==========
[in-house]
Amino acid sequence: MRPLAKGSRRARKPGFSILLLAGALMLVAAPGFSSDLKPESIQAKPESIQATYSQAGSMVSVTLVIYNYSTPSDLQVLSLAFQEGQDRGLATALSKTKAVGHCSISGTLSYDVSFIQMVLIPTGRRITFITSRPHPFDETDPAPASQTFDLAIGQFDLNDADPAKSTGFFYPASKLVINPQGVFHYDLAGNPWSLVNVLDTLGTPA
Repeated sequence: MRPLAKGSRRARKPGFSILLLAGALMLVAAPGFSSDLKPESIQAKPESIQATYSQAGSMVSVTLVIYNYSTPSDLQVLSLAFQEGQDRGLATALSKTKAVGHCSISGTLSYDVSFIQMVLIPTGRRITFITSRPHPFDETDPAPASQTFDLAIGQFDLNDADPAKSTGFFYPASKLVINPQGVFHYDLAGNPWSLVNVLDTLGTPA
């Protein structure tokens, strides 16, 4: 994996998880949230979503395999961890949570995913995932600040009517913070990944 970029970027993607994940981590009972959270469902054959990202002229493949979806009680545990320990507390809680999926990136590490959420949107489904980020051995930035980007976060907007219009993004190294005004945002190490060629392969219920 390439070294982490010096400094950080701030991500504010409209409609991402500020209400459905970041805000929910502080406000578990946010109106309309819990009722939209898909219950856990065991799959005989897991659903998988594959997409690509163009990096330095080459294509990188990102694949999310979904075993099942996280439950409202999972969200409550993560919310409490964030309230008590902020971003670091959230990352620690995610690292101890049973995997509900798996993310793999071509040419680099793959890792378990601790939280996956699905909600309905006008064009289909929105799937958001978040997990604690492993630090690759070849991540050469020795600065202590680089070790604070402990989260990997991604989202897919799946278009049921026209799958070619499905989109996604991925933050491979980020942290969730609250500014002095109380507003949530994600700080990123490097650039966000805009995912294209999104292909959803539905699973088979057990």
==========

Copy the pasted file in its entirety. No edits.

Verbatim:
[in-house]
Amino acid sequence: MRPLAKGSRRARKPGFSILLLAGALMLVAAPGFSSDLKPESIQAKPESIQATYSQAGSMVSVTLVIYNYSTPSDLQVLSLAFQEGQDRGLATALSKTKAVGHCSISGTLSYDVSFIQMVLIPTGRRITFITSRPHPFDETDPAPASQTFDLAIGQFDLNDADPAKSTGFFYPASKLVINPQGVFHYDLAGNPWSLVNVLDTLGTPA
Repeated sequence: MRPLAKGSRRARKPGFSILLLAGALMLVAAPGFSSDLKPESIQAKPESIQATYSQAGSMVSVTLVIYNYSTPSDLQVLSLAFQEGQDRGLATALSKTKAVGHCSISGTLSYDVSFIQMVLIPTGRRITFITSRPHPFDETDPAPASQTFDLAIGQFDLNDADPAKSTGFFYPASKLVINPQGVFHYDLAGNPWSLVNVLDTLGTPA
């Protein structure tokens, strides 16, 4: 994996998880949230979503395999961890949570995913995932600040009517913070990944 970029970027993607994940981590009972959270469902054959990202002229493949979806009680545990320990507390809680999926990136590490959420949107489904980020051995930035980007976060907007219009993004190294005004945002190490060629392969219920 390439070294982490010096400094950080701030991500504010409209409609991402500020209400459905970041805000929910502080406000578990946010109106309309819990009722939209898909219950856990065991799959005989897991659903998988594959997409690509163009990096330095080459294509990188990102694949999310979904075993099942996280439950409202999972969200409550993560919310409490964030309230008590902020971003670091959230990352620690995610690292101890049973995997509900798996993310793999071509040419680099793959890792378990601790939280996956699905909600309905006008064009289909929105799937958001978040997990604690492993630090690759070849991540050469020795600065202590680089070790604070402990989260990997991604989202897919799946278009049921026209799958070619499905989109996604991925933050491979980020942290969730609250500014002095109380507003949530994600700080990123490097650039966000805009995912294209999104292909959803539905699973088979057990």